Reading Between the Lines of the Jobless Claims Data

Includes: DIA, QQQ, SPY
by: James Picerno

Today's update on weekly jobless claims is encouraging, but no one should confuse last week's sizable decline in new filings for unemployment benefits with the all-clear signal for the economy. There are still too many risk factors bubbling to convince us that full-bore optimism is now the sentiment of choice.

The Labor Department reported that jobless claims fell to 348,000 for the week through February 9, down from a revised 357,000 the week before. That's a handsome tumble, but as our chart below reminds, the broader picture (as indicated by the black line, which graphs the linear trend) still doesn't look encouraging.

Weekly jobless claims are, of course, a volatile series in the short run. Extreme weather conditions, for instance, can arbitrarily reverse long-run trends in any given week. But if we step back and consider the big picture, it's hard to dismiss the rise in initial jobless claims as anomalous and unrelated to economic conditions of late. Indeed, it's because we know of the pain unfolding in the wider economy that we see the growing jobless claims trend for what it is: a warning sign.

That said, it's important to remember that jobless claims will eventually stop rising. Alas, no one knows in advance when the apex will arrive. Despite what the human mind is inclined to believe, economic trends often start and end for reasons that don't look obvious or logical in real time. After the fact, everything becomes clear, and we all berate ourselves for not seeing what was obvious, albeit in hindsight.

So, taking that into account, how does the current trend compare with history? A subjective, back-of-the-envelope reading of the past offers some perspective on the present rise in jobless claims, which began in January 2006, or so it appears to your editor. Claims fell to 279,000 for the week through January 14, 2006, which marks the previous low for the current cycle. By that measure, we're now in our 25th month of generally rising jobless claims.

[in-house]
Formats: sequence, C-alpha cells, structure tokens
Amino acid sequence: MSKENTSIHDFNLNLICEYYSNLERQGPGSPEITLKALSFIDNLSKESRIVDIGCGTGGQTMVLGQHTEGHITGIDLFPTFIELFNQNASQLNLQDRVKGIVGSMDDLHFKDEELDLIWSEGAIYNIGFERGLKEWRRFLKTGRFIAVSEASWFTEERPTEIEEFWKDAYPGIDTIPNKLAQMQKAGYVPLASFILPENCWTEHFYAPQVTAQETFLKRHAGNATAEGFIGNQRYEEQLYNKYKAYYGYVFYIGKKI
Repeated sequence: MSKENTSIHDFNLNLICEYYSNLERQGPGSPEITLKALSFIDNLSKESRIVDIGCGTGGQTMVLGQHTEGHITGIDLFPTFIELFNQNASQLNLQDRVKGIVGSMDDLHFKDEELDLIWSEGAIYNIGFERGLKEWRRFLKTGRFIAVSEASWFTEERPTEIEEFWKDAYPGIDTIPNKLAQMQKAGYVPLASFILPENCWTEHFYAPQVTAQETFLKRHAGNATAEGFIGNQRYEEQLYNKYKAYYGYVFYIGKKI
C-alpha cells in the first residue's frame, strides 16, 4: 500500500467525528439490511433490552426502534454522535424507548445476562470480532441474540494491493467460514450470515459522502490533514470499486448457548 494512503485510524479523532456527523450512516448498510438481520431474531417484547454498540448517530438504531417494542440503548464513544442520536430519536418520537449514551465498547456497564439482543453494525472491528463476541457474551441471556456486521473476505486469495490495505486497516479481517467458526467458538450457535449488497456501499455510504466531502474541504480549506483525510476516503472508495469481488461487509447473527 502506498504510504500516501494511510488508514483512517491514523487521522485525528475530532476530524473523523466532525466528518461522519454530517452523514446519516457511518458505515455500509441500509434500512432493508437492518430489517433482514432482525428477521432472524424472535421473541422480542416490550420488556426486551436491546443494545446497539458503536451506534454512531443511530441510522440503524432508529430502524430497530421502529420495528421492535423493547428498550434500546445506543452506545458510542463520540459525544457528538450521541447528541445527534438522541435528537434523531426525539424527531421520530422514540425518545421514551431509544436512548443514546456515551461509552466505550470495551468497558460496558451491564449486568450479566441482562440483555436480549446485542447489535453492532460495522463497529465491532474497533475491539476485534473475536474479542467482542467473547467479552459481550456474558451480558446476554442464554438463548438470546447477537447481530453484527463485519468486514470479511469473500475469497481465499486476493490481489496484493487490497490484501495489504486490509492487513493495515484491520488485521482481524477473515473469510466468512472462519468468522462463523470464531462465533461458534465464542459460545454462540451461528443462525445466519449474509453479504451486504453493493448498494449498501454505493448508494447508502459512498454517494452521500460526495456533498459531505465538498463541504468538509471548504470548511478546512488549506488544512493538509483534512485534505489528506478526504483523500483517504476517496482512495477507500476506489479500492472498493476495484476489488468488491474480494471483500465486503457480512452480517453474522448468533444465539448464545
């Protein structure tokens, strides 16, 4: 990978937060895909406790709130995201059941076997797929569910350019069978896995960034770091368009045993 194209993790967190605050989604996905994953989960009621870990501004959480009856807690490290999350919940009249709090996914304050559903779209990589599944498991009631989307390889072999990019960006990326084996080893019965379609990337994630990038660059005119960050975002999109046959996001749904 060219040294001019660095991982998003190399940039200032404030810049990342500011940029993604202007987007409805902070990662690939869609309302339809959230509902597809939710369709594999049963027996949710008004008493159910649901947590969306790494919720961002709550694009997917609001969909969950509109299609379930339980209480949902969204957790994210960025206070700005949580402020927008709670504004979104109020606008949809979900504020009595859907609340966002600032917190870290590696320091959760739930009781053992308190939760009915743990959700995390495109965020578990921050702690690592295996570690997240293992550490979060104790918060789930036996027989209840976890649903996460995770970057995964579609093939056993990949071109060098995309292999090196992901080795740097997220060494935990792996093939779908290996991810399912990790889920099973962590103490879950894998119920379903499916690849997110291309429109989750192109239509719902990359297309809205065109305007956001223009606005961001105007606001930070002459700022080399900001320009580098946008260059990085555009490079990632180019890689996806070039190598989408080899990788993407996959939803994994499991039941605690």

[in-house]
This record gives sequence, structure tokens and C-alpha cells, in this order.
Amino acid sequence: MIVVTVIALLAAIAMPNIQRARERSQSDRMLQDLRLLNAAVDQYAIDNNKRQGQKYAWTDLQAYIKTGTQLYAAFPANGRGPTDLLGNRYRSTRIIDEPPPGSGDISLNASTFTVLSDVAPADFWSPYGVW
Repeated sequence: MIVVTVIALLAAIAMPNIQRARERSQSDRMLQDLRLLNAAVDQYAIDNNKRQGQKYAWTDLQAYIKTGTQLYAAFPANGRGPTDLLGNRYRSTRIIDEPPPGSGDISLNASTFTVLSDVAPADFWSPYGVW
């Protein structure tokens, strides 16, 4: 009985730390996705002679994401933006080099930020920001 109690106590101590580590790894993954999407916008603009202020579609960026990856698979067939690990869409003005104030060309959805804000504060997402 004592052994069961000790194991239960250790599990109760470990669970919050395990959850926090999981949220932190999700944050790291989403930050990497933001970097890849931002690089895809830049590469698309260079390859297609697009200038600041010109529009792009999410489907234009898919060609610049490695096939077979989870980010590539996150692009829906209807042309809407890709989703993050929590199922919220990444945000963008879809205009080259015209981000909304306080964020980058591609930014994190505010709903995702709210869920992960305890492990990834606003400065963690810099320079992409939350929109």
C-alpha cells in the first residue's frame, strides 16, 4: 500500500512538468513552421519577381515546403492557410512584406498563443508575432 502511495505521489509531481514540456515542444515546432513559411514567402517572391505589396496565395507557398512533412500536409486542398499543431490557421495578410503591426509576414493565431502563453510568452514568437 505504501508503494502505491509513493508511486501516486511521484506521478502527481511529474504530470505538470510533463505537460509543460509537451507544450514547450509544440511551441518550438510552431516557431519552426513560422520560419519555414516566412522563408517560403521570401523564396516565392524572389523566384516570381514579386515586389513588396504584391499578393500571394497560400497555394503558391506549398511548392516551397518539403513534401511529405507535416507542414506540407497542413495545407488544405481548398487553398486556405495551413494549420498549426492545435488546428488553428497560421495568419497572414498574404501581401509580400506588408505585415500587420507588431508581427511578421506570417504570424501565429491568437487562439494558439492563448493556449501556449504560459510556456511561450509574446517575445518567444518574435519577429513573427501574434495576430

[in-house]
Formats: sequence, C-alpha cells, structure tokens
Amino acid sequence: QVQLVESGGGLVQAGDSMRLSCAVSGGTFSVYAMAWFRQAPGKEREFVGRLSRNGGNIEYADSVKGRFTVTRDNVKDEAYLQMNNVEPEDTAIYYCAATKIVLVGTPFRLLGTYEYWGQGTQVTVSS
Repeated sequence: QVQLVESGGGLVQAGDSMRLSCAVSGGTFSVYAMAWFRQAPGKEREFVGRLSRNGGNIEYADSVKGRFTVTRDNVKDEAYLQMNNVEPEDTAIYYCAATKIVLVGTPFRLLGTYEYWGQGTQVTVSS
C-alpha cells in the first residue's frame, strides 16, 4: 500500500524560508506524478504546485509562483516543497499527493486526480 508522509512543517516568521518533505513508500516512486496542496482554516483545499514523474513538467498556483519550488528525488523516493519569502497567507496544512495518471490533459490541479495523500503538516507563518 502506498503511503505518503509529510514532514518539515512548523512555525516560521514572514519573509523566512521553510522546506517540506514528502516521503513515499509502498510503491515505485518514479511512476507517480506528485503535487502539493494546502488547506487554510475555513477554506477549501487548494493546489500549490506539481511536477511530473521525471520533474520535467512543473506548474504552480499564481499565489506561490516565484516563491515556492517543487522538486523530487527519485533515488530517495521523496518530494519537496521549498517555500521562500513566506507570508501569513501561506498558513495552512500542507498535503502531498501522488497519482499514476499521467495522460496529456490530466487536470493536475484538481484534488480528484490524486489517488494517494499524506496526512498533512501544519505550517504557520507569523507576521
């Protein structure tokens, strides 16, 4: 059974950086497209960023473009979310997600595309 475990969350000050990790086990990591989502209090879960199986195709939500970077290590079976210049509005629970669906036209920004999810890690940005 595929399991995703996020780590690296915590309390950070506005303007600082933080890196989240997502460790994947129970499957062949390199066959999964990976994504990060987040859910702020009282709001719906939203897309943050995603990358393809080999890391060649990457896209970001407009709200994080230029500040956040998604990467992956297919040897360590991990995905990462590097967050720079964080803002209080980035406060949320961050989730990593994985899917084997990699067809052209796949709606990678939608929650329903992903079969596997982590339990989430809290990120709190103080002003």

The good news is that 25 months looks elderly for upturns in this data series. The last three major increases in jobless claims lasted an average of roughly 20 months. Of course, there's a fair degree of variation in any one cycle. Consider that rising jobless claims lasted a relatively brief 17 months during April 1981-September 1982. Next is the February 1989-March 1991 rise, which lasted 25 months. Brevity returned in the April 2000 - September 2001 increase, which lasted 17 months. Statistically, one could argue that the current rise is due to end. If so, that implies that the economy is due for a rebound in the near future.

Having said that, speculations are always dangerous for the simple reason that forecasting is subject to any number of risks that necessarily haunt looking into the future by analyzing the past. Nonetheless, a bit of historical perspective is useful if only to help frame the question of what comes next. With that in mind, we pose the following: Is the current rise in jobless claims due to end? Or, are we due to suffer an extraordinarily long rise in new filings for jobless benefits?

One reason for answering "yes" to the latter is that when we adjust for magnitude, the current rise in jobless claims still looks like it has legs. Although the trend is two years old, the peak in major upturns in jobless claims has historically come at well above the 400,000 mark. As such, the fact that new filings are currently in the 350,000 range implies that there's more upside left.

Unless, of course, we're in a new era, in which case the old standards no longer apply. That's always a possibility with economic analysis, as history reminds in many, many ways. But until, and if we see some corroborating evidence supporting the new era view, we remain cautious in thinking that salvation is just around the corner.